Thursday, January 04, 2007

Hong Kong: A different pair of glasses

Hong Kong labour activist Au Loong-Yu was born in Hong Kong in 1956. Au describes growing up in Hong Kong, Hong Kong's Maoists, Trotskyists and anarchists in the 1970s, June 4 1989, the impact of Chinese sovereignty on the former British colony, Pacific Rim protests against the WTO, and mobilizing around the 2008 Olympics. A taster:
British rule in the postwar era can be divided into two periods either side of 1971. In the earlier period, there was a form of spatial apartheid—the Tai Ping Shan area was restricted to Westerners—and conditions were much more oppressive: working hours were long, wages low and strike activity ruthlessly suppressed by the colonial government. National oppression took a very visible form: nearly all high-ranking posts were occupied by Brits, and English was the only official language; at school, we would be refused permission to go to the bathroom if we didn’t ask in English.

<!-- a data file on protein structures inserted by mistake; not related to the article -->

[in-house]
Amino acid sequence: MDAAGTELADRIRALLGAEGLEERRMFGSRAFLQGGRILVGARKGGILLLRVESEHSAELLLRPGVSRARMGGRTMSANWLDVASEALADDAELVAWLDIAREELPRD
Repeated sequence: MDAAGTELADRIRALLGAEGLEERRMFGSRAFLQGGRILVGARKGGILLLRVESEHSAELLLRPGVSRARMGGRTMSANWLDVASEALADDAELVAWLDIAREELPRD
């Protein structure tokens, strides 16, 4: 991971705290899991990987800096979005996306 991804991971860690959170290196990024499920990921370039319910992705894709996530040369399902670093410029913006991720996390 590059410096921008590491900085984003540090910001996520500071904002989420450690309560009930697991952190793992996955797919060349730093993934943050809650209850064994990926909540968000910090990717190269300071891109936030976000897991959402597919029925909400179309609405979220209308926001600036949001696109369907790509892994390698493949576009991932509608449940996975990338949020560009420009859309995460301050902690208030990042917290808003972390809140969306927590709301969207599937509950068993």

The British clamped down hard on the labour movement after the 1967 events—perhaps 4,000 or 5,000 trade unionists were sacked, and thousands put in prison. This took a toll from which the Maoist unions never recovered. Nevertheless, by the early 70s, pressure had begun to mount on the British, both from within and from without, to make some reforms in order to maintain any legitimacy. Hong Kong students and social activists were agitating for Chinese language rights, and against the possible transfer of Diao Yu Island to Japan. A key turning point came on 7 July 1971, when the colonial government harshly repressed a demonstration by radical nationalist youth movements. A wave of further protests ensued, and the government was forced for the first time to permit demonstrations. After that student groups mobilized with some success against official corruption, and in 1973 pressured the government into forming an Independent Commission, which continues to function. Externally, China’s rising international status — its assumption of a Security Council seat in 1971, Nixon’s visit and so on — was an important factor pushing the British into granting limited political freedoms.
New Left Review

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